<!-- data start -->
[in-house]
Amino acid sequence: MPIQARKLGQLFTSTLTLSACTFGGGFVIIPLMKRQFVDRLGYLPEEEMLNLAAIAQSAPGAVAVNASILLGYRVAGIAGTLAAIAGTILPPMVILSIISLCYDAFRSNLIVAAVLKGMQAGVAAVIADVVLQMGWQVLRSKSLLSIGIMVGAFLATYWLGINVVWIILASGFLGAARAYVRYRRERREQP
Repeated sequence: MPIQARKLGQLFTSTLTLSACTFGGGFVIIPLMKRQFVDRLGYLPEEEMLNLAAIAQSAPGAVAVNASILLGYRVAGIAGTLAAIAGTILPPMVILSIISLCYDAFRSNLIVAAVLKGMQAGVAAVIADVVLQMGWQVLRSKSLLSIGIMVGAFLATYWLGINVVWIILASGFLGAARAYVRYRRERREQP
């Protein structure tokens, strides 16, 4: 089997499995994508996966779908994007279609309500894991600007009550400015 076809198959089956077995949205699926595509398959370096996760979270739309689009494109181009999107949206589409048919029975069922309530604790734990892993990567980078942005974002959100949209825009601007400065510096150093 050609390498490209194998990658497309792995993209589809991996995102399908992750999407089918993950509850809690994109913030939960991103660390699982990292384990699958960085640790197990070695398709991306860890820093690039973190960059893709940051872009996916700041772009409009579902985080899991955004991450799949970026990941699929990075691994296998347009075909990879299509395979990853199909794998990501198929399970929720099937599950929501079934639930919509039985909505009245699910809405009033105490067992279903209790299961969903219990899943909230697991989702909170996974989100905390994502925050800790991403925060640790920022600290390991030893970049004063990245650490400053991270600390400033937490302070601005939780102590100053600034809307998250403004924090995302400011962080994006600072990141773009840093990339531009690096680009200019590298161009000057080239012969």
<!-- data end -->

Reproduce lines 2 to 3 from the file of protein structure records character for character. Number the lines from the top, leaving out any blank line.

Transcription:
Amino acid sequence: MPIQARKLGQLFTSTLTLSACTFGGGFVIIPLMKRQFVDRLGYLPEEEMLNLAAIAQSAPGAVAVNASILLGYRVAGIAGTLAAIAGTILPPMVILSIISLCYDAFRSNLIVAAVLKGMQAGVAAVIADVVLQMGWQVLRSKSLLSIGIMVGAFLATYWLGINVVWIILASGFLGAARAYVRYRRERREQP
Repeated sequence: MPIQARKLGQLFTSTLTLSACTFGGGFVIIPLMKRQFVDRLGYLPEEEMLNLAAIAQSAPGAVAVNASILLGYRVAGIAGTLAAIAGTILPPMVILSIISLCYDAFRSNLIVAAVLKGMQAGVAAVIADVVLQMGWQVLRSKSLLSIGIMVGAFLATYWLGINVVWIILASGFLGAARAYVRYRRERREQP